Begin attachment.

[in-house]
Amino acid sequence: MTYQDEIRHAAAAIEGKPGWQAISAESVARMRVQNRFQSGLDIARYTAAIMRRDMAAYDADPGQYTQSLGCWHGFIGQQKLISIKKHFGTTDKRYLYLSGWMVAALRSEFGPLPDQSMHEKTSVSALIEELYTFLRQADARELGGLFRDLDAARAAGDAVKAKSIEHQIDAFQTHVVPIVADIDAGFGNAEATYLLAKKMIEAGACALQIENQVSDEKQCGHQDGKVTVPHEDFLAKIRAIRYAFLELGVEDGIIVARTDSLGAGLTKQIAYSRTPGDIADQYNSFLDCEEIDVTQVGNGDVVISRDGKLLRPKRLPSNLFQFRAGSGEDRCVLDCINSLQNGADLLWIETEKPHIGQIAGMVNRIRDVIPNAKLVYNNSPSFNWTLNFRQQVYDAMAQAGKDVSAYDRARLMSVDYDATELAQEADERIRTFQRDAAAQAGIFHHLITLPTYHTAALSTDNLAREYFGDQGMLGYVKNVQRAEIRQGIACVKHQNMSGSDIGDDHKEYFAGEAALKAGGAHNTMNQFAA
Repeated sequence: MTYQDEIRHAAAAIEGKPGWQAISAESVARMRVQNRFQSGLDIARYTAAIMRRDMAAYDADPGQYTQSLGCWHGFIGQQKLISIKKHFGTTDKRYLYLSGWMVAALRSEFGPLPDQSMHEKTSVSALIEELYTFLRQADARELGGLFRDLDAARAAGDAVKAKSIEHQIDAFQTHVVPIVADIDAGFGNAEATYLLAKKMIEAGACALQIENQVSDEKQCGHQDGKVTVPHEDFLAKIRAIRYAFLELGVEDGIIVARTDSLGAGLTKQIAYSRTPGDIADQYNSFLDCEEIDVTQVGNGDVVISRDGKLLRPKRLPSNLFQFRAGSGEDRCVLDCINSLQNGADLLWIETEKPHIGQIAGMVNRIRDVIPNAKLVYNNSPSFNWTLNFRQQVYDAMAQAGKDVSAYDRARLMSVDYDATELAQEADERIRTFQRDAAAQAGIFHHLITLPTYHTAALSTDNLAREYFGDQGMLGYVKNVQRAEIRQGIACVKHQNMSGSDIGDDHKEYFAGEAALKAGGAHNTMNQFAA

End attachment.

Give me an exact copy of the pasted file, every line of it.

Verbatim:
[in-house]
Amino acid sequence: MTYQDEIRHAAAAIEGKPGWQAISAESVARMRVQNRFQSGLDIARYTAAIMRRDMAAYDADPGQYTQSLGCWHGFIGQQKLISIKKHFGTTDKRYLYLSGWMVAALRSEFGPLPDQSMHEKTSVSALIEELYTFLRQADARELGGLFRDLDAARAAGDAVKAKSIEHQIDAFQTHVVPIVADIDAGFGNAEATYLLAKKMIEAGACALQIENQVSDEKQCGHQDGKVTVPHEDFLAKIRAIRYAFLELGVEDGIIVARTDSLGAGLTKQIAYSRTPGDIADQYNSFLDCEEIDVTQVGNGDVVISRDGKLLRPKRLPSNLFQFRAGSGEDRCVLDCINSLQNGADLLWIETEKPHIGQIAGMVNRIRDVIPNAKLVYNNSPSFNWTLNFRQQVYDAMAQAGKDVSAYDRARLMSVDYDATELAQEADERIRTFQRDAAAQAGIFHHLITLPTYHTAALSTDNLAREYFGDQGMLGYVKNVQRAEIRQGIACVKHQNMSGSDIGDDHKEYFAGEAALKAGGAHNTMNQFAA
Repeated sequence: MTYQDEIRHAAAAIEGKPGWQAISAESVARMRVQNRFQSGLDIARYTAAIMRRDMAAYDADPGQYTQSLGCWHGFIGQQKLISIKKHFGTTDKRYLYLSGWMVAALRSEFGPLPDQSMHEKTSVSALIEELYTFLRQADARELGGLFRDLDAARAAGDAVKAKSIEHQIDAFQTHVVPIVADIDAGFGNAEATYLLAKKMIEAGACALQIENQVSDEKQCGHQDGKVTVPHEDFLAKIRAIRYAFLELGVEDGIIVARTDSLGAGLTKQIAYSRTPGDIADQYNSFLDCEEIDVTQVGNGDVVISRDGKLLRPKRLPSNLFQFRAGSGEDRCVLDCINSLQNGADLLWIETEKPHIGQIAGMVNRIRDVIPNAKLVYNNSPSFNWTLNFRQQVYDAMAQAGKDVSAYDRARLMSVDYDATELAQEADERIRTFQRDAAAQAGIFHHLITLPTYHTAALSTDNLAREYFGDQGMLGYVKNVQRAEIRQGIACVKHQNMSGSDIGDDHKEYFAGEAALKAGGAHNTMNQFAA